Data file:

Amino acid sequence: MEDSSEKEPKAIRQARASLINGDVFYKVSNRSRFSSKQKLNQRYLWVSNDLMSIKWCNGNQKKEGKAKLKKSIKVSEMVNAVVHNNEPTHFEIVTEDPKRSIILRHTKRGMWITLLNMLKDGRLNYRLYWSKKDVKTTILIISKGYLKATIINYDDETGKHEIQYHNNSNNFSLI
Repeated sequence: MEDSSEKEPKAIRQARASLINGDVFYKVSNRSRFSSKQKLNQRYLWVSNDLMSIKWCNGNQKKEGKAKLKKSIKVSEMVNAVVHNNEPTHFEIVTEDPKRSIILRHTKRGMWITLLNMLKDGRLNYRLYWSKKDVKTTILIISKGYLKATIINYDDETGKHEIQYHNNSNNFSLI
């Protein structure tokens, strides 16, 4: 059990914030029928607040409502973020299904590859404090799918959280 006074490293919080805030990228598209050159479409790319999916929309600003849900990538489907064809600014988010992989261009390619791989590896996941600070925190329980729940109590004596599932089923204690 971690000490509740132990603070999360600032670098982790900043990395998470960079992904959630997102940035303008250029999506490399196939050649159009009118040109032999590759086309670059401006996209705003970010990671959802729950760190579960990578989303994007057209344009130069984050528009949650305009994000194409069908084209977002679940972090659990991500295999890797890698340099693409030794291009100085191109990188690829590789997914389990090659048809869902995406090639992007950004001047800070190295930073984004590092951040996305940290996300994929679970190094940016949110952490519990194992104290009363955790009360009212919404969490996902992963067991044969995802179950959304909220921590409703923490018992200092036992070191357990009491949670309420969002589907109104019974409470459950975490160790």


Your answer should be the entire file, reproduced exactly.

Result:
Amino acid sequence: MEDSSEKEPKAIRQARASLINGDVFYKVSNRSRFSSKQKLNQRYLWVSNDLMSIKWCNGNQKKEGKAKLKKSIKVSEMVNAVVHNNEPTHFEIVTEDPKRSIILRHTKRGMWITLLNMLKDGRLNYRLYWSKKDVKTTILIISKGYLKATIINYDDETGKHEIQYHNNSNNFSLI
Repeated sequence: MEDSSEKEPKAIRQARASLINGDVFYKVSNRSRFSSKQKLNQRYLWVSNDLMSIKWCNGNQKKEGKAKLKKSIKVSEMVNAVVHNNEPTHFEIVTEDPKRSIILRHTKRGMWITLLNMLKDGRLNYRLYWSKKDVKTTILIISKGYLKATIINYDDETGKHEIQYHNNSNNFSLI
């Protein structure tokens, strides 16, 4: 059990914030029928607040409502973020299904590859404090799918959280 006074490293919080805030990228598209050159479409790319999916929309600003849900990538489907064809600014988010992989261009390619791989590896996941600070925190329980729940109590004596599932089923204690 971690000490509740132990603070999360600032670098982790900043990395998470960079992904959630997102940035303008250029999506490399196939050649159009009118040109032999590759086309670059401006996209705003970010990671959802729950760190579960990578989303994007057209344009130069984050528009949650305009994000194409069908084209977002679940972090659990991500295999890797890698340099693409030794291009100085191109990188690829590789997914389990090659048809869902995406090639992007950004001047800070190295930073984004590092951040996305940290996300994929679970190094940016949110952490519990194992104290009363955790009360009212919404969490996902992963067991044969995802179950959304909220921590409703923490018992200092036992070191357990009491949670309420969002589907109104019974409470459950975490160790």